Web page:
You’ll notice that I talk about food a lot, even though I’m not really a big eater. I think about cakes, analyze pastries and mentally masticate all manner of edible arts and crafts — which is how I really see food. I always feel a bit embarrassed at being classified a “foodie” though–cringe! That word scratches me the wrong way like a rusty fork. I guess it’s because I think it gives the impression that I just want food in mah belly; or that it seems gluttonous when there are starving children in the world and, besides, more “important” concerns. Like politics and money; or art and philosophy.
So let’s talk art and philosophy here. Making food — or really, crafting it — is something that’s important to me, because it’s creative, it makes me think and learn about other cultures, from British pies and roasts to Southeast Asian spices. It’s also important to me because it makes other people happy.
Food plays a huge role in life which, in every culture, is charted by rituals — from the basics of breakfast-lunch-dinner, to holiday feasts which have their own traditional commandments — turkey and pumpkin pie on Thanksgiving, goose/ham and Christmas pudding for Christmas, lamb and chocolate easter eggs or a marzipan-cloaked simnel cake for Easter.
One of my favourite rituals — which I know we’ll ALL agree on here! — is obviously a regal, so quintessentially English, Afternoon High Tea.
At my office we’ve started doing cream scone Fridays to celebrate our survival of yet another grinding week at the Press Office. At 4pm — just when our last nerve start to frizzle out — the kettle flips on and the scones come out, along with the ABSOLUTELY NON-NEGOTIABLE clotted cream and Bon Maman jam. Three times of the last four scone Fridays we had homemade made-that-morning scones by Leyla and me (last Friday they came from Selfridges, huge and slightly dry but soft and buttery).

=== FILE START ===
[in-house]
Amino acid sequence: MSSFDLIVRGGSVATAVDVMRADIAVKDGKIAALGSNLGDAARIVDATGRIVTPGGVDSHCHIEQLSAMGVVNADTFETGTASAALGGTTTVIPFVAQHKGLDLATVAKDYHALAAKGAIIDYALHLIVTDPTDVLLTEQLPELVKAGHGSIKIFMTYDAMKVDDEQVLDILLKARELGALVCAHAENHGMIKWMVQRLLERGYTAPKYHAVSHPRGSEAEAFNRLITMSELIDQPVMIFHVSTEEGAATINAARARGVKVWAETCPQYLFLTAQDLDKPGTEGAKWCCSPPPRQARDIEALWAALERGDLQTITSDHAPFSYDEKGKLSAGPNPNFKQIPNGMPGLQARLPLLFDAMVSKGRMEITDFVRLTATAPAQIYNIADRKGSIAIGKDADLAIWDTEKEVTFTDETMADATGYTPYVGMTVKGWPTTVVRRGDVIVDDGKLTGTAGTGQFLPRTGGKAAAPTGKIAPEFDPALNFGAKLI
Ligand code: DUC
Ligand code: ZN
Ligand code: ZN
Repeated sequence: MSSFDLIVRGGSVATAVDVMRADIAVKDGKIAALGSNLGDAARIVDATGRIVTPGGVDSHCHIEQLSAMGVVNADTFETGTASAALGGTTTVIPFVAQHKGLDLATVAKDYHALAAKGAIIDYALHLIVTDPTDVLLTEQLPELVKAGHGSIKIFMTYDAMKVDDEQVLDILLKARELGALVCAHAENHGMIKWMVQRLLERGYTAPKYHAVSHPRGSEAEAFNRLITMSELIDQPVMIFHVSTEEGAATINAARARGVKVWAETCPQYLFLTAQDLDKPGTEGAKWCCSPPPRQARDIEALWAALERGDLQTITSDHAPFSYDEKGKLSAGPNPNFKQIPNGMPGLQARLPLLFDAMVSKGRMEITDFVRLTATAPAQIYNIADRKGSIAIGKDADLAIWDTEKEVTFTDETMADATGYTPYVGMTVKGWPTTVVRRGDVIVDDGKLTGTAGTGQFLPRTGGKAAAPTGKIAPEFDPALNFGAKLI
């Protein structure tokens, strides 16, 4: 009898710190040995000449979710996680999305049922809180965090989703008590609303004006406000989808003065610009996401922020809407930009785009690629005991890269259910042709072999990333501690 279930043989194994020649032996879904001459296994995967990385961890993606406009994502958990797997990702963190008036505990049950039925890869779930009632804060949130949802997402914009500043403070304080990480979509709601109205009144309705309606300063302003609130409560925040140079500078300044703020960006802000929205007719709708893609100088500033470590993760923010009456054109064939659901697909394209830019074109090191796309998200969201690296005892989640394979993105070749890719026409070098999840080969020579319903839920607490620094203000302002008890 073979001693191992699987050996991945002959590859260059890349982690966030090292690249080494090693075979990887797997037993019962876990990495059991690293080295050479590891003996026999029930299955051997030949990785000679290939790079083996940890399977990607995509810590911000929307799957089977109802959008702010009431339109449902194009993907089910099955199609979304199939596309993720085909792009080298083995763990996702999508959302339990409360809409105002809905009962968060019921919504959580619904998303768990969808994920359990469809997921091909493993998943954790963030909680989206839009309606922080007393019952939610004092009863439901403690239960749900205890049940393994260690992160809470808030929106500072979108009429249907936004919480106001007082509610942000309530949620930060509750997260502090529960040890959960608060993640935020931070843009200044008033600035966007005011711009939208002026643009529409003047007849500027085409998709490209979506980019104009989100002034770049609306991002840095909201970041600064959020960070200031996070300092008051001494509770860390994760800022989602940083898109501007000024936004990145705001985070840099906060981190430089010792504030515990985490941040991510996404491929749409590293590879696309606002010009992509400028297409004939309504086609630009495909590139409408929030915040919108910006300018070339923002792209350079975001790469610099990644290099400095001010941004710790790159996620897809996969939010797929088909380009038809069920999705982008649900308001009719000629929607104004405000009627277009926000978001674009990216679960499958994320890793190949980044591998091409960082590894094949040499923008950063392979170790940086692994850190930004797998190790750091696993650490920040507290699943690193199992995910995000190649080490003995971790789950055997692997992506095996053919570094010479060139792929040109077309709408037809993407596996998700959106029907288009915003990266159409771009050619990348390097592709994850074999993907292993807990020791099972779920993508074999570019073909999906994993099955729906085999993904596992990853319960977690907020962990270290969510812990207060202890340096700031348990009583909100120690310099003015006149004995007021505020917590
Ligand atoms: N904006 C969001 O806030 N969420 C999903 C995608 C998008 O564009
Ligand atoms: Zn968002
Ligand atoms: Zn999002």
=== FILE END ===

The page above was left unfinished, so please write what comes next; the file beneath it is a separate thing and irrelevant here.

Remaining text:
I woke up at 6:30am without the alarm even going off — my basest instincts roused me. It was time to whip up some fresh scones to cheer up my colleagues after another long week. I made chocolate scones. Yes, that would be scones, but CHOCOLATE. The recipe, published on the Financial Times Style section two weekends ago (click here!) was by Rose Carrarini of the famed and fab Rose Bakery, whose original scone recipe is the ne-plus-ultra. This was no more difficult than a plain one — all it took was a good scoopful of Green & Black’s organic cocoa powder (the only brand I use now — it really makes all the difference). Fa-boom: an absolutely luxurious treat, fluffy and cocoa-kissed. With a soft mount of clotted cream and raspberry jam, the scones were bites of heaven that lifted everyone’s moods immediately.
I think about how stressed my colleague had been — many little things that conjoined and conspired, successfully, to foul her mood the past two weeks (and which has gotten me down, too, with the negative vibes it spreads in the small office space). But the scone ritual is also a little thing that makes a huge difference in a positive way. I’m also reminded of my friend Hattie’s humble scone ritual — she studies at Oxford University, where a sweet little tea room called (coincidentally) the Rose serves warm, oven-fresh scones with clotted cream and strawberry jam. Every Friday after her last class of the week, she walks to the Rose for a moment of calm and scones.
Start your own ritual.
Make something and enjoy it. It doesn’t have to be food; maybe a trip to the newsagent’s to pick up the latest fashion or design magazine and a quiet place to read it.
But I definitely recommend a freshly made scone.
Try it — they are so much easier and faster to make than you’d think!